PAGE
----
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AuthorRespondek, Lisadc.contributor.author
Date of accession2020-01-23T13:42:22Zdc.date.accessioned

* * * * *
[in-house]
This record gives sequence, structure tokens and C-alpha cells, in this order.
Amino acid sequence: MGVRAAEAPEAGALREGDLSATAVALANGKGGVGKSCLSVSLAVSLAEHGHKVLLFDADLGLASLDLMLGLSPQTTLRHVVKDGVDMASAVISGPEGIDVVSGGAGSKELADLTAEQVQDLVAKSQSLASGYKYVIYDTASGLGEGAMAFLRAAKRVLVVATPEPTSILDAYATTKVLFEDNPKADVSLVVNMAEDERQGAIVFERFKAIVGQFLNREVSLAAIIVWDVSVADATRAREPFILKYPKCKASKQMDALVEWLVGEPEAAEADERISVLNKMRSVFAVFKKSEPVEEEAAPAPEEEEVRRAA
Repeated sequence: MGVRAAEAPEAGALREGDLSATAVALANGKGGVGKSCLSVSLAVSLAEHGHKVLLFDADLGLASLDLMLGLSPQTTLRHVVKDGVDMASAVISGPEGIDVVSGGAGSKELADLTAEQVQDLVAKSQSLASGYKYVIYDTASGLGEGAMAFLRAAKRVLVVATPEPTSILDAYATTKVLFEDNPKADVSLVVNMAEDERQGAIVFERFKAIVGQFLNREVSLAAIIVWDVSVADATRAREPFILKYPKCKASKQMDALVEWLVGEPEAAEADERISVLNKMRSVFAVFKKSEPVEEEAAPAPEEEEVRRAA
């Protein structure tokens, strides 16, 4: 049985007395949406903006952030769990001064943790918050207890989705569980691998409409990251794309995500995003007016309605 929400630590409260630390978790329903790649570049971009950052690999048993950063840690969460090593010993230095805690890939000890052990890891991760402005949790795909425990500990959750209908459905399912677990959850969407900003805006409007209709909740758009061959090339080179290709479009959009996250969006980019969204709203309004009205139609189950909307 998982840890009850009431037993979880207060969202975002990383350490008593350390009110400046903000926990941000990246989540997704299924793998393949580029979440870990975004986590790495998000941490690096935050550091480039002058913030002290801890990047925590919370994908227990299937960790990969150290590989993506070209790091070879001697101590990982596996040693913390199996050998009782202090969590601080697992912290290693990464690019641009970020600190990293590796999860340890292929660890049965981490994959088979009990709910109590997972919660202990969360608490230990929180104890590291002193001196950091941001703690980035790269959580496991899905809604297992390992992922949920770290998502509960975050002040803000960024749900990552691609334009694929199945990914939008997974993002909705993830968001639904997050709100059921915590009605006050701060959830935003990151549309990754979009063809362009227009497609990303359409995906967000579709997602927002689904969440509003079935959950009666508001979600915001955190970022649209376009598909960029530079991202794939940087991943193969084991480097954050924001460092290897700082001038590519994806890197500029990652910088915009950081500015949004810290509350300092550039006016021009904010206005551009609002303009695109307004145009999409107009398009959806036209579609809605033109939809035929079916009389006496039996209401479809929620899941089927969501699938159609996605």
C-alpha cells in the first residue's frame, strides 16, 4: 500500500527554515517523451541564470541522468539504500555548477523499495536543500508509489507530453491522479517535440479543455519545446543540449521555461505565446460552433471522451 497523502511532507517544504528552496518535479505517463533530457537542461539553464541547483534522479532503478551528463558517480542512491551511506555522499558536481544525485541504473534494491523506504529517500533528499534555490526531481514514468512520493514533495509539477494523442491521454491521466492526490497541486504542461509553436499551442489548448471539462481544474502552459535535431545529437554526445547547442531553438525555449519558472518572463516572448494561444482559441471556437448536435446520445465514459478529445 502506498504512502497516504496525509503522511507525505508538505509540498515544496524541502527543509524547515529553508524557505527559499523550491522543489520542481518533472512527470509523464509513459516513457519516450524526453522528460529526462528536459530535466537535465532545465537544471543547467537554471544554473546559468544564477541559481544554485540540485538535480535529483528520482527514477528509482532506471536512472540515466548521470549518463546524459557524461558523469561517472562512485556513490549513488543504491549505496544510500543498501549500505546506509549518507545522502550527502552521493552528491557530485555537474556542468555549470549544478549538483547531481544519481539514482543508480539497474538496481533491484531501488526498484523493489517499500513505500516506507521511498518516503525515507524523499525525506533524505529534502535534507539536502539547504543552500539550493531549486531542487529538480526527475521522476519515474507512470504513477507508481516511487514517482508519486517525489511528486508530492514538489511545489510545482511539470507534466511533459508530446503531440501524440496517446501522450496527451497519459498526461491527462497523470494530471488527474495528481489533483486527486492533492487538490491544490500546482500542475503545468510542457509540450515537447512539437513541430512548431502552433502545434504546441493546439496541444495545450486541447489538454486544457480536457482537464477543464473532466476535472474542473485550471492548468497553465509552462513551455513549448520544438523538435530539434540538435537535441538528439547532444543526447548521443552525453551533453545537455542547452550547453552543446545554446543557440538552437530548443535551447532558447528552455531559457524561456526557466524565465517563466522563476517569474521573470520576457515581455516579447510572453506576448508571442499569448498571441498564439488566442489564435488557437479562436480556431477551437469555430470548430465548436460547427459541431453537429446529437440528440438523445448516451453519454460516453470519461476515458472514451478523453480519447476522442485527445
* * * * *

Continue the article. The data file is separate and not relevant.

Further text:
Available in OPARU since2020-01-23T13:42:22Zdc.date.available
Year of creation2019dc.date.created
Date of first publication2020-01-23dc.date.issued